Careerbuilder.com recently reported that 78% of employees
are feeling burned-out at work. According to
Careerbuilder the reason for this burnout is smaller
staffs and increased workloads.
HR CONTRARIAN POINTER: From my experience with small to
mid-sized businesses, 99% of so-called burnout is not
burnout but burned-up. What I mean is that management is
paying so little attention to distribution of work and so
little time recognizing employees that the better
employees are feeling unappreciated and are expressing
their anger as burnout.
I’ll give you a prime example that I encounter frequently.
An employee in a small call center was angrily making a
case for being “burned-out” and almost demanding that
management setup an incentive program to reward high
producers. As I analyzed the situation, the employee was
truly producing 50% more than the other 4 people in the
The other 4 employees in the center were friends and spent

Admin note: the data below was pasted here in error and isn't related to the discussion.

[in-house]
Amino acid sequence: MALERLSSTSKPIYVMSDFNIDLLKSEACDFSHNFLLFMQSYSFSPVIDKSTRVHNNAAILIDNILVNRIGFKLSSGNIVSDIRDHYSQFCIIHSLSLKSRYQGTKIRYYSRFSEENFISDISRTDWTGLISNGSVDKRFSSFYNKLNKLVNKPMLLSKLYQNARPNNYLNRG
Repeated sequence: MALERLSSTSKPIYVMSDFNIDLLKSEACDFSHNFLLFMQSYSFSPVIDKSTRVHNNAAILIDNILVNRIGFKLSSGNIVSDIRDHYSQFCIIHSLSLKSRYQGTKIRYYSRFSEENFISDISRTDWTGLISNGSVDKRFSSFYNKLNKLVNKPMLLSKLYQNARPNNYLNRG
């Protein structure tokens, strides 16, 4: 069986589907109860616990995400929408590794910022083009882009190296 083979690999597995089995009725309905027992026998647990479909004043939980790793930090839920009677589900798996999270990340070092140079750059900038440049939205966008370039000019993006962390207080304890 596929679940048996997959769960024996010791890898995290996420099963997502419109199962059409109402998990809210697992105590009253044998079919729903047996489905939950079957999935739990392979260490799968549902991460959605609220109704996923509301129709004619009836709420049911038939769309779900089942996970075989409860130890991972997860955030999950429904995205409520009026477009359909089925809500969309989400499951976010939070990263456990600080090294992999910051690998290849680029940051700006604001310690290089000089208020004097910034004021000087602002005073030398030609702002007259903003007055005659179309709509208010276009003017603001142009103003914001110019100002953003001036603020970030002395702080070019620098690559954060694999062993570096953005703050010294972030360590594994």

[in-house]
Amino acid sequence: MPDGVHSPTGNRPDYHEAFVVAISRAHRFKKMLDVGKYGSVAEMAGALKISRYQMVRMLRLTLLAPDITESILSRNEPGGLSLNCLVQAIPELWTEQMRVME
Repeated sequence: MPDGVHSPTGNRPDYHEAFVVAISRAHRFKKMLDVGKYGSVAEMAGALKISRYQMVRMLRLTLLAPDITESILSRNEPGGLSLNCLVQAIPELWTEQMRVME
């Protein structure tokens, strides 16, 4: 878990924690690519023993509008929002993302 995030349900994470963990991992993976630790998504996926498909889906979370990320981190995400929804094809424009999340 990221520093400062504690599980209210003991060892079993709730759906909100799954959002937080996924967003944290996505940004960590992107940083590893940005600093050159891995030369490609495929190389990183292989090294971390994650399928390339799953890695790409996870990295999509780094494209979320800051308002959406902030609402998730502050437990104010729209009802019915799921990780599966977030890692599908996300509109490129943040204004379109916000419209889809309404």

most of the day talking to each other. Whenever the phone
would ring, they would let it ring until employee #1 would
pickup because they all knew how conscientious this person
was. Because management wasn’t paying attention, it was
in danger of losing a valuable employee to “burn-up”
because this employee was burned-up with doing the work
and not getting recognized.
After we did some load-balancing and provided the
supervisor with some strategies for monitoring behavior
and productivity, the issue resolved itself.
Don’t be fooled by someone who uses a popular buzzword
like “burnout” to describe a problem. Spend time drilling
down into the issue.